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Lord Of The Flies By William Golding

1322 words - 5 pages

Symbolism is using words, places, people, and objects for a meaning that is deeper than its literal meaning. In the novel, “Lord of the Flies,” William Golding uses so much symbolism that the novel could arguably be viewed as an allegory, or a writing with a double meaning. While not all of the symbols are very obvious, the novels title for example, a few of them are, for example, the conch shell, the fire and the parachutist are all very prominent symbols used by Golding. In “Lord of the Flies” there are so many different examples of symbolism that could make the reader believe that the novel actually contains two totally different stories, the literal story, and the symbolic story.
Before the reader even opens the book they are unknowingly presented with a major symbol in the novel; the title. "Lord of the flies" can be translasted to "Ba'alzevuv" (Hebrew,) or "Beelzebub" (Greek). It has been said that the novel's title may have been a mistranslation of a mistransliterated word, which gives those who knows the translation, the idea that the title is about a devil whos main focus is decay, destruction, demoralization, hysteria, and panic, which are all central themes in Lord of the Flies. The devil is obviously not present throughout the course of the novel, but William Golding created his own "devil" figure, his own spin on "Beelzbub," a more modern "devil;" the boys. At first, the boys in the novel were all on the same page, but as the novel progresses the "devil" figure emerges. The boys all split up, due to decay of the civilzation and their democracy that they created, leading to a more anarchist form of government (under Jacks rule,) and a struggle for power between two of the main characters, Jack and Ralph. Although there was no traditional religious sense of the devil in Golding's novel, the "devil" lives within each boy, slowly destroying their "civilization," causing the boys to lose their sense of sanity and humanity, turning them all into wild aniumals, with little to no morals. (Epstein, 108.)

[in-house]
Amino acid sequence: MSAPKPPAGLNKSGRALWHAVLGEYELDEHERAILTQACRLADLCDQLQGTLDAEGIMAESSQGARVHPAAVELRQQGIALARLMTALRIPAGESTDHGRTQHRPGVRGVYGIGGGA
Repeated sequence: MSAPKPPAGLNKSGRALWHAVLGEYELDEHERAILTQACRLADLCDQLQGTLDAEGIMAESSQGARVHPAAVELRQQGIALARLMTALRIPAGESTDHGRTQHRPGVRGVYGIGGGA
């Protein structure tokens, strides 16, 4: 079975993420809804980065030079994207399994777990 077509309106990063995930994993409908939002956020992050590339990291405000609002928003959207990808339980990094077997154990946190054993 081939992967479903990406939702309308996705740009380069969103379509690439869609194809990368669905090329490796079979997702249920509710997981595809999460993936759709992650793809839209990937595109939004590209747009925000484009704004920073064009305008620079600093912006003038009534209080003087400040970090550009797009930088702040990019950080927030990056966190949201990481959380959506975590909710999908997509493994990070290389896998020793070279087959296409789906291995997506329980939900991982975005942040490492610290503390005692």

Out of all of the symbolism tht William Golding presents his audience with, one of the obviously more prominant symbols in "Lord of the Flies" is the conch shell. In the very begining of the novel, Ralph and Piggy discover the conch in the lagoon; “S’right. It’s a shell! I seen one like that before. On someone’s back
wall. A conch he called it. He used to blow it and then his mum would
come. It’s ever so valuable—” (Golding, 15.) All throughout the entire mnovel the conch was the universal signal for order and a sense of civilization. The conch governed meetings, kept the peace, and helped in creating a civilization. In order to talk at a meeting, the boy who wishes to speak has to be holding the conch, otherwise, they were not permitted to speak. Golding makes it a point to decribe the shell's color in great detail, the brighter the coloring on the shell, the stronger their civilaztion is, and the more control Ralph had,...

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